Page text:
How does Claudius show himself to be a man of action at the beginning of Act III, Scene 3 of Shakespeare's Hamlet?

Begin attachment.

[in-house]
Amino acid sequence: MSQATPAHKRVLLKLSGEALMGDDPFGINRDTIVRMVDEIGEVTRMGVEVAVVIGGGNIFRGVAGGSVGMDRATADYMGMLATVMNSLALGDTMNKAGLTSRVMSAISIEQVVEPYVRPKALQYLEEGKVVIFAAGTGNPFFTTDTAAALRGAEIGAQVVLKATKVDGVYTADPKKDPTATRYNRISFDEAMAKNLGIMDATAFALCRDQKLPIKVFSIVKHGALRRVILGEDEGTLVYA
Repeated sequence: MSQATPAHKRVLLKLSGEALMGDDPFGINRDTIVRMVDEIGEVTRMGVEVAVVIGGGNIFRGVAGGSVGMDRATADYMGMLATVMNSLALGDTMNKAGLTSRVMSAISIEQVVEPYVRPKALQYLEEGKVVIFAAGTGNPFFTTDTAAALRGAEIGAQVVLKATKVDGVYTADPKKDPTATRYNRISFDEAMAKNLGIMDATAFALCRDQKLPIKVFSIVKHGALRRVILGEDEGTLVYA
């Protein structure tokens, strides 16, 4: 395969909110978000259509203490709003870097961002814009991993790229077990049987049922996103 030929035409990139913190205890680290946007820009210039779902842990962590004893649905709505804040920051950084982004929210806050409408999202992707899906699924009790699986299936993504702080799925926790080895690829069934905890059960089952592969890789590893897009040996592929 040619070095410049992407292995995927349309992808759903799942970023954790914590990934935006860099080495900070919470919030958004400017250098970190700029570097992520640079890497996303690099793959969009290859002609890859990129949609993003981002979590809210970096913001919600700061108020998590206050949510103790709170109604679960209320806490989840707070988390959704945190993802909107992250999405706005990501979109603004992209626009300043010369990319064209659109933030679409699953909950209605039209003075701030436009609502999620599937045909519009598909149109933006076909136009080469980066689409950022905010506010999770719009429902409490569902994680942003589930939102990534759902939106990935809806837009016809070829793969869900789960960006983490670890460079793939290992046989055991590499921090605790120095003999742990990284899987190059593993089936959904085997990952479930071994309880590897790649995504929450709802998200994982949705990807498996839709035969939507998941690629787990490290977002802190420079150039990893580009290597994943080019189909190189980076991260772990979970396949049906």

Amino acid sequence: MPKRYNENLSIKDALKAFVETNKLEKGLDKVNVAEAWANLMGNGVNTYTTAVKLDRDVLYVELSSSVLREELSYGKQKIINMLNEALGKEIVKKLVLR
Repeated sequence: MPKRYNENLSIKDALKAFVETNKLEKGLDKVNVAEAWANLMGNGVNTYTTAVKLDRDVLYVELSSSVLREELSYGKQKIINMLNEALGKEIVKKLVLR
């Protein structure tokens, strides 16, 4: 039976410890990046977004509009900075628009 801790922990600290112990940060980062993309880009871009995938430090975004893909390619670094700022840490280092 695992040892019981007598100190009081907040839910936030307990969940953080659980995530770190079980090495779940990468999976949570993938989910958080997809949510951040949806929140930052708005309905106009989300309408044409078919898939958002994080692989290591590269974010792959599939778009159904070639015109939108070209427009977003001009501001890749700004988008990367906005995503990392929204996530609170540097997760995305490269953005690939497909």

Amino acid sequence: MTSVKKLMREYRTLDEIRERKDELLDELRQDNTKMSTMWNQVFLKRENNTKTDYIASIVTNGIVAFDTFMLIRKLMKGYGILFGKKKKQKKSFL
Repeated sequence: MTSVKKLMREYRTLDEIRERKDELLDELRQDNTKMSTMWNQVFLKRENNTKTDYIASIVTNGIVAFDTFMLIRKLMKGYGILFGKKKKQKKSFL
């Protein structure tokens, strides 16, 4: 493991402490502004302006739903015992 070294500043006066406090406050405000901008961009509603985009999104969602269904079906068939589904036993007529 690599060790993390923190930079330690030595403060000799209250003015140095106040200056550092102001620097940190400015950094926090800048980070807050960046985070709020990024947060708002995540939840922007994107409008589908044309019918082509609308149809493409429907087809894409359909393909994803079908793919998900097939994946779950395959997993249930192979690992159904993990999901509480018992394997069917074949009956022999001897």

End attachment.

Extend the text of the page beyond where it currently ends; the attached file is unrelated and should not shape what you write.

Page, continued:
At the beginning of this scene, Claudius is speaking with Guildenstern and Rosencrantz. He tells them that he does not like Hamlet, and that he believes it unwise to have him around, free to cause trouble, as he has just done with the play. So he dispatches the two men to England with Hamlet, and a set of sealed orders. As he says when they depart the scene: "For we will fetters put upon this fear,/Which now goes too free-footed." The audience learns later in the play that the orders Claudius sends are to have Hamlet executed. Hamlet alters the orders to have Guildenstern and Rosencrantz executed in his stead. In any case, Claudius's decisive, scheming nature at the beginning of the scene is in stark contrast to his despondency before he, stricken with guilt, kneels to pray. This dramatic contrast, along with the fact that the audience knows that Hamlet is lurking in the background, thinking about killing Claudius then and there, makes this one of the most intense scenes in the play, and indeed in all of Shakespeare's tragedies.